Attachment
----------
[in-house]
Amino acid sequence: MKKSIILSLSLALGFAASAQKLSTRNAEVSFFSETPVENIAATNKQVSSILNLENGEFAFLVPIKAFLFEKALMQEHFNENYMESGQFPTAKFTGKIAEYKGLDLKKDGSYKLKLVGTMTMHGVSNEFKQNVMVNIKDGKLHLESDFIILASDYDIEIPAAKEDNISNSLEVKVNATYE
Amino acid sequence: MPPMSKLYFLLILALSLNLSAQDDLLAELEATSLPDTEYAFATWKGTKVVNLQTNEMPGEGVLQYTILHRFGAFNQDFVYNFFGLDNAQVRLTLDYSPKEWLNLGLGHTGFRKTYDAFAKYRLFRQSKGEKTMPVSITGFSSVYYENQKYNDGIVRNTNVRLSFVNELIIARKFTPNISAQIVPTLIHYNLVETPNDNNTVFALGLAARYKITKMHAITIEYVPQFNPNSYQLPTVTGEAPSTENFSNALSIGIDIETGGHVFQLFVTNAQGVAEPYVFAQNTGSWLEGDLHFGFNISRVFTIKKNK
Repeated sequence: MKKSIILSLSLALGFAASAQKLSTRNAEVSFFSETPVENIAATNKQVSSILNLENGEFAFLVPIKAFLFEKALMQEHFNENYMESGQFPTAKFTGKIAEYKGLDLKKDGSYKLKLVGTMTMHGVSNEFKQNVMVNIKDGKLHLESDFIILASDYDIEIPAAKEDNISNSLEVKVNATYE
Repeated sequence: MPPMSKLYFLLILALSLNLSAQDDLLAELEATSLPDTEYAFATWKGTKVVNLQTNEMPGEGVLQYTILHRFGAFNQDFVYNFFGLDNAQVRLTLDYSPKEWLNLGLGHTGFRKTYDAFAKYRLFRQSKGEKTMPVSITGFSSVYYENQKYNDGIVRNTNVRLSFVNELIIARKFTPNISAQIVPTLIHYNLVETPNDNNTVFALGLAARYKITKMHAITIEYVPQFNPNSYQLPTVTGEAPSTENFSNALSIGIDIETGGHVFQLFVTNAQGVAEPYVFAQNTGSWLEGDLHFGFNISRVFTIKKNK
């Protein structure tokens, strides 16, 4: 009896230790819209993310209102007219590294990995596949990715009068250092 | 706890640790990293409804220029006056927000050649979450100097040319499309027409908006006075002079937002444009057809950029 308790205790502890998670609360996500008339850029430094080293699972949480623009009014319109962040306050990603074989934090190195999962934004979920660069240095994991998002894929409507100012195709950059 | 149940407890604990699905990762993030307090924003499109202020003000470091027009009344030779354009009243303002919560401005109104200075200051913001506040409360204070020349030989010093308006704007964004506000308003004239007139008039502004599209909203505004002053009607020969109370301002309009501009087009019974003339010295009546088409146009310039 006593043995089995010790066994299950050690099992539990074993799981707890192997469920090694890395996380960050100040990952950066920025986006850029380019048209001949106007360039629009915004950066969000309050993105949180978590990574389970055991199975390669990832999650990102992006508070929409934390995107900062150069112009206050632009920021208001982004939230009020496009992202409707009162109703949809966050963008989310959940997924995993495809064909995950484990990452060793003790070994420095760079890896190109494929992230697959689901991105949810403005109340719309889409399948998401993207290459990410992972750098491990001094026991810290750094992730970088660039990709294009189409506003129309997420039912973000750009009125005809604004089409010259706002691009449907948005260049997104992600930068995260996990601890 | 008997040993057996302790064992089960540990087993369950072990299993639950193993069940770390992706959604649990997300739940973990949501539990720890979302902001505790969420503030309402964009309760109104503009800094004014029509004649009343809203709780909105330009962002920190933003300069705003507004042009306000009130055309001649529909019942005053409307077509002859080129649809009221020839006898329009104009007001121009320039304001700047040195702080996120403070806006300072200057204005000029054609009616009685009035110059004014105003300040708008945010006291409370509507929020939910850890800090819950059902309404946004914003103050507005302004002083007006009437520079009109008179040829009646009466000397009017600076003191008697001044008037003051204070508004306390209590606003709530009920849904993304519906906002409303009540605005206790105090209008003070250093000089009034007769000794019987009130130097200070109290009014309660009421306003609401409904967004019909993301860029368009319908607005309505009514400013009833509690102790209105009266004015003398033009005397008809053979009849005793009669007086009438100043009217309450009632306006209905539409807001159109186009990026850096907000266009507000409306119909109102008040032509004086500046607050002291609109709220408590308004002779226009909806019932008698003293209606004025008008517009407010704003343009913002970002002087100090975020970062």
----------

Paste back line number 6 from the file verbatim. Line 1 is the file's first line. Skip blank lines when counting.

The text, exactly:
């Protein structure tokens, strides 16, 4: 009896230790819209993310209102007219590294990995596949990715009068250092 | 706890640790990293409804220029006056927000050649979450100097040319499309027409908006006075002079937002444009057809950029 308790205790502890998670609360996500008339850029430094080293699972949480623009009014319109962040306050990603074989934090190195999962934004979920660069240095994991998002894929409507100012195709950059 | 149940407890604990699905990762993030307090924003499109202020003000470091027009009344030779354009009243303002919560401005109104200075200051913001506040409360204070020349030989010093308006704007964004506000308003004239007139008039502004599209909203505004002053009607020969109370301002309009501009087009019974003339010295009546088409146009310039 006593043995089995010790066994299950050690099992539990074993799981707890192997469920090694890395996380960050100040990952950066920025986006850029380019048209001949106007360039629009915004950066969000309050993105949180978590990574389970055991199975390669990832999650990102992006508070929409934390995107900062150069112009206050632009920021208001982004939230009020496009992202409707009162109703949809966050963008989310959940997924995993495809064909995950484990990452060793003790070994420095760079890896190109494929992230697959689901991105949810403005109340719309889409399948998401993207290459990410992972750098491990001094026991810290750094992730970088660039990709294009189409506003129309997420039912973000750009009125005809604004089409010259706002691009449907948005260049997104992600930068995260996990601890 | 008997040993057996302790064992089960540990087993369950072990299993639950193993069940770390992706959604649990997300739940973990949501539990720890979302902001505790969420503030309402964009309760109104503009800094004014029509004649009343809203709780909105330009962002920190933003300069705003507004042009306000009130055309001649529909019942005053409307077509002859080129649809009221020839006898329009104009007001121009320039304001700047040195702080996120403070806006300072200057204005000029054609009616009685009035110059004014105003300040708008945010006291409370509507929020939910850890800090819950059902309404946004914003103050507005302004002083007006009437520079009109008179040829009646009466000397009017600076003191008697001044008037003051204070508004306390209590606003709530009920849904993304519906906002409303009540605005206790105090209008003070250093000089009034007769000794019987009130130097200070109290009014309660009421306003609401409904967004019909993301860029368009319908607005309505009514400013009833509690102790209105009266004015003398033009005397008809053979009849005793009669007086009438100043009217309450009632306006209905539409807001159109186009990026850096907000266009507000409306119909109102008040032509004086500046607050002291609109709220408590308004002779226009909806019932008698003293209606004025008008517009407010704003343009913002970002002087100090975020970062």